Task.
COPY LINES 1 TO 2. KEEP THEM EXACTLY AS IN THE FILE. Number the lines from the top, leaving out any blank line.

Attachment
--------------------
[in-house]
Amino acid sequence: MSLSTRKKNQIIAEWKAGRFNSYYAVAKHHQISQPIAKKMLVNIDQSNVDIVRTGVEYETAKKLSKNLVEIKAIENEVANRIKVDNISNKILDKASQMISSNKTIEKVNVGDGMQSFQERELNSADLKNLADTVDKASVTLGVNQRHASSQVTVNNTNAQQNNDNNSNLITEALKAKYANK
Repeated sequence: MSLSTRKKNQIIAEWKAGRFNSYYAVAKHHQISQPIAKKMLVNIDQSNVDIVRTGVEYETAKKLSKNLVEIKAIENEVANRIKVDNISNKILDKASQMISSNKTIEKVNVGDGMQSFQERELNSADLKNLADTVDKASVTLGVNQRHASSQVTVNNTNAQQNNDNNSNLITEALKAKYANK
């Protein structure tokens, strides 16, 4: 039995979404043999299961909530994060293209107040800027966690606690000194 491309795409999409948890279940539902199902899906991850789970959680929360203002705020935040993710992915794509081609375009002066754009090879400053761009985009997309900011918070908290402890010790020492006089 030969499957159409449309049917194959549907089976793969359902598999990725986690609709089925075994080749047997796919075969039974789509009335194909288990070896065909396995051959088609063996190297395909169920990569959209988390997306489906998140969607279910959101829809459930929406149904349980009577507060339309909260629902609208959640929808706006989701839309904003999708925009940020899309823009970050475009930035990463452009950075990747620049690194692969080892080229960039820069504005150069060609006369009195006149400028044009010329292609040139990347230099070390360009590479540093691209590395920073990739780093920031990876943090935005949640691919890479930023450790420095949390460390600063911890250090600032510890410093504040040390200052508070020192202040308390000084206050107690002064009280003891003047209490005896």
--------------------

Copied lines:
[in-house]
Amino acid sequence: MSLSTRKKNQIIAEWKAGRFNSYYAVAKHHQISQPIAKKMLVNIDQSNVDIVRTGVEYETAKKLSKNLVEIKAIENEVANRIKVDNISNKILDKASQMISSNKTIEKVNVGDGMQSFQERELNSADLKNLADTVDKASVTLGVNQRHASSQVTVNNTNAQQNNDNNSNLITEALKAKYANK